be horrendous. Indeed, by 1939 the United
Kingdom government in its preparations
for war estimated as many as six hundred
thousand civilians could die in German attacks
from the air, with injuries expected to top 1.2
The actual number of British civilian
casualties during the war, though tragic,
would be much lower— about a tenth of the
1939 estimates. But at the conflict’s outset,
air power had only recently emerged as a
major implement of war, making it a matter of
utmost urgency to devise ways of protecting
people on the ground.
The British government responded to the
threat by laying elaborate plans to move large
numbers of civilians out of urban areas likely
to be targeted. These plans called for the
evacuation of roughly three million people
within seventy-two hours of the outbreak of
war. The vast majority of the evacuees would
be children, who would leave their parents
Above: Children from the industrial town of Bristol arrive
at Brent railway station near Kingsbridge in Devon, 1940.
Expecting massive civilian deaths from German air assaults,
the British instituted an ambitious plan to evacuate
millions of people, mainly children, from target cities. The
evacuations to the countryside began in September 1939 and
continued in smaller waves in 1940. © IWM (D 2587)
Left: A small child lugs his suitcase while evacuating from
London to the countryside, July 1940. The British plan called
for voluntary evacuations of vulnerable people—mainly
school-age children, but also mothers with infants and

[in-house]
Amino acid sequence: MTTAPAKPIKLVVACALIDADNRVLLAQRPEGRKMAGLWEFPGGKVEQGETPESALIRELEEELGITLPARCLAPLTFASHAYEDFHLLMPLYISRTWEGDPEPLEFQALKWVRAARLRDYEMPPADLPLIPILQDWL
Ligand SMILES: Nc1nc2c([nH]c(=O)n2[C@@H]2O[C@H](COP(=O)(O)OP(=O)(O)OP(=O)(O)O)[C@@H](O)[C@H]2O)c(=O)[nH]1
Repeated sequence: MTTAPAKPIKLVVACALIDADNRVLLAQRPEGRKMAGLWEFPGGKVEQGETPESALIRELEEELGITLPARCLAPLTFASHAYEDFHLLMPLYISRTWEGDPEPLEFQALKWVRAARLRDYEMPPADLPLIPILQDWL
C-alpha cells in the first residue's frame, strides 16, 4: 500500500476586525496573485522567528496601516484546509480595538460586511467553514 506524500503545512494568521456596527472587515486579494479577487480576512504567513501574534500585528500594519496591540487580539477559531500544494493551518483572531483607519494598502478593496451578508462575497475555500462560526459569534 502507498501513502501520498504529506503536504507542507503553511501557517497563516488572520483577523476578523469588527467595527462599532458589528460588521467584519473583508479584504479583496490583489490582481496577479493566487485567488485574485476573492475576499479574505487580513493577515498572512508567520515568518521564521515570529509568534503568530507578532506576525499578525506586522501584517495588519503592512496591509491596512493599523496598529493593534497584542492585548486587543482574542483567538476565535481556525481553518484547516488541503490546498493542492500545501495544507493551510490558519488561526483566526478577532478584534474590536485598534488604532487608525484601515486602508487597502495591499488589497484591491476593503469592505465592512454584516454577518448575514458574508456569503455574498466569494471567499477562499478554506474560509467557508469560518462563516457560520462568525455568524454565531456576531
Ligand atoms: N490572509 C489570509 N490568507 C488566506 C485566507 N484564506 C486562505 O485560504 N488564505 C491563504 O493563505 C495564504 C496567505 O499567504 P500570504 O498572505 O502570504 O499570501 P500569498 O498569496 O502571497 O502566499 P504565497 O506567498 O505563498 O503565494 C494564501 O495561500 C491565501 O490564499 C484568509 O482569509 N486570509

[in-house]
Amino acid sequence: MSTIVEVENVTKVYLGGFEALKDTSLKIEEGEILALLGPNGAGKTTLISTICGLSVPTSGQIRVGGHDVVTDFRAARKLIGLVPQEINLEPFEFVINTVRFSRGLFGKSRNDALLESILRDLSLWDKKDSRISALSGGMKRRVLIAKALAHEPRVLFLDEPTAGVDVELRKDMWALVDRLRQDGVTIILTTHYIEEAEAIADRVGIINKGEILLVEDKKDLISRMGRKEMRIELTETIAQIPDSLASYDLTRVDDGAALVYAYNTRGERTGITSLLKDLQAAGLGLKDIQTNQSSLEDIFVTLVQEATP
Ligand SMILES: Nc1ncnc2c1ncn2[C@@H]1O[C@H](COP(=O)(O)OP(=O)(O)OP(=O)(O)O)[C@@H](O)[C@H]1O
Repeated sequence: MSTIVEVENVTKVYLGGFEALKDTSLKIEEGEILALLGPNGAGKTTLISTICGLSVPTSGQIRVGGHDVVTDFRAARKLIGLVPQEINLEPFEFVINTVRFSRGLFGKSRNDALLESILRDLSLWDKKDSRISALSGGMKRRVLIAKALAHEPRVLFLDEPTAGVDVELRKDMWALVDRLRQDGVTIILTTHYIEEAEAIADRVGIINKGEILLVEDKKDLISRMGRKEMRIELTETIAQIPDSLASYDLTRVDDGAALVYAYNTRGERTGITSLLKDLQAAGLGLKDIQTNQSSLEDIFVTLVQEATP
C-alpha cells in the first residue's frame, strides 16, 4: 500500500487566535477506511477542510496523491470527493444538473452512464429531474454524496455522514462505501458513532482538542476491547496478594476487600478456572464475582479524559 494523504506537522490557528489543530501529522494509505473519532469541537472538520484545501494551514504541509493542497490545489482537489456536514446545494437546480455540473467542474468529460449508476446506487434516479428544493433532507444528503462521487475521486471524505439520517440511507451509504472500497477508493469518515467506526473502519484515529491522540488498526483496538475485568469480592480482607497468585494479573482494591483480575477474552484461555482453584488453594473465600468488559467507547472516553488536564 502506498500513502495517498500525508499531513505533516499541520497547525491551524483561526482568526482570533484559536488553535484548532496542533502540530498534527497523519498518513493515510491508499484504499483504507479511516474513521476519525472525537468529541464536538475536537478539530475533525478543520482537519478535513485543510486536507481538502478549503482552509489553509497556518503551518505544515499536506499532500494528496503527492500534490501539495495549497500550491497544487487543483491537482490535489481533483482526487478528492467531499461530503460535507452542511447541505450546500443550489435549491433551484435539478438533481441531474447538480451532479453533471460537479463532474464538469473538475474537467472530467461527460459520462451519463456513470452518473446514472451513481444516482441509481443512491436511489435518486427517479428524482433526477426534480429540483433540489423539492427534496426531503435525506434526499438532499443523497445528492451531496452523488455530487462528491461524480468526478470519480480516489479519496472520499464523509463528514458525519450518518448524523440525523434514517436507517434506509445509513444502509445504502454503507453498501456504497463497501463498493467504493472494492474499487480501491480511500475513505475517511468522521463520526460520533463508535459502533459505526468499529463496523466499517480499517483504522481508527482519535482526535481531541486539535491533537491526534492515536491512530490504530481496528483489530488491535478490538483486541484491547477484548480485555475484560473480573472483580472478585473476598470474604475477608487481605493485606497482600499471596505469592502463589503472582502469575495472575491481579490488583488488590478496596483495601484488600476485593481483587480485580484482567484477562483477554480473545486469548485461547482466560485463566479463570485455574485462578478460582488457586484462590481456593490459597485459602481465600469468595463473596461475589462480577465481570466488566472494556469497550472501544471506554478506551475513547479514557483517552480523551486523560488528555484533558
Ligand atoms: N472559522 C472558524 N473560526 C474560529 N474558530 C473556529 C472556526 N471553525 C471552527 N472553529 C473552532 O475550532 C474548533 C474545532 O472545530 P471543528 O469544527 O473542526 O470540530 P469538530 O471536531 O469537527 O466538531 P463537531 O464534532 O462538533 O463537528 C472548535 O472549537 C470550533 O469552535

people with disabilities. © IWM (HU 55936)
behind to keep the wheels of industry—and
of war—turning. The official name for the
evacuation plan was Operation Pied Piper.
IV. Statesman & Commander in Chief: FDR in World War II
7. Bundles from Britain: Child Evacuations from Wartime Britain
Left: Children evacuated from British
cities to the safety of south Devon
stand on tiptoes to peek into a
horse’s stable. The children were on
a nature walk from Dartington Hall,
the medieval estate (then housing a
progressive school and artists’ colony)
where they were staying. © IWM (D 3106)
Operation Pied Piper
Operation Pied Piper was launched on
Below: Children evacuated from the
industrial city of Bristol in southwest
England arrive at their destination in
pastoral Devon, 1940. After the initial
surge of evacuation from major cities
in September 1939, smaller waves
continued. © IWM (D 2592)
September 1, 1939, the very day Germany
attacked Poland but two days before Great
Britain formally declared war on Germany.
The plan had divided Great Britain by risk
levels into evacuation zones, reception zones,
and neutral areas. Radio broadcasts now
instructed parents in danger zones to take
their children to their schools or to special
evacuation centers for transport to areas
deemed out of harm’s way. The operation
halted all normal train traffic, assembling
hundreds of special trains and buses to carry
evacuees. Each child was allowed one small
suitcase and a gas mask. Pinned to every coat
was a card with the child’s name and school.
On the first day, more than two hundred
thousand left the city of London alone, after
standing in long lines and bidding a grim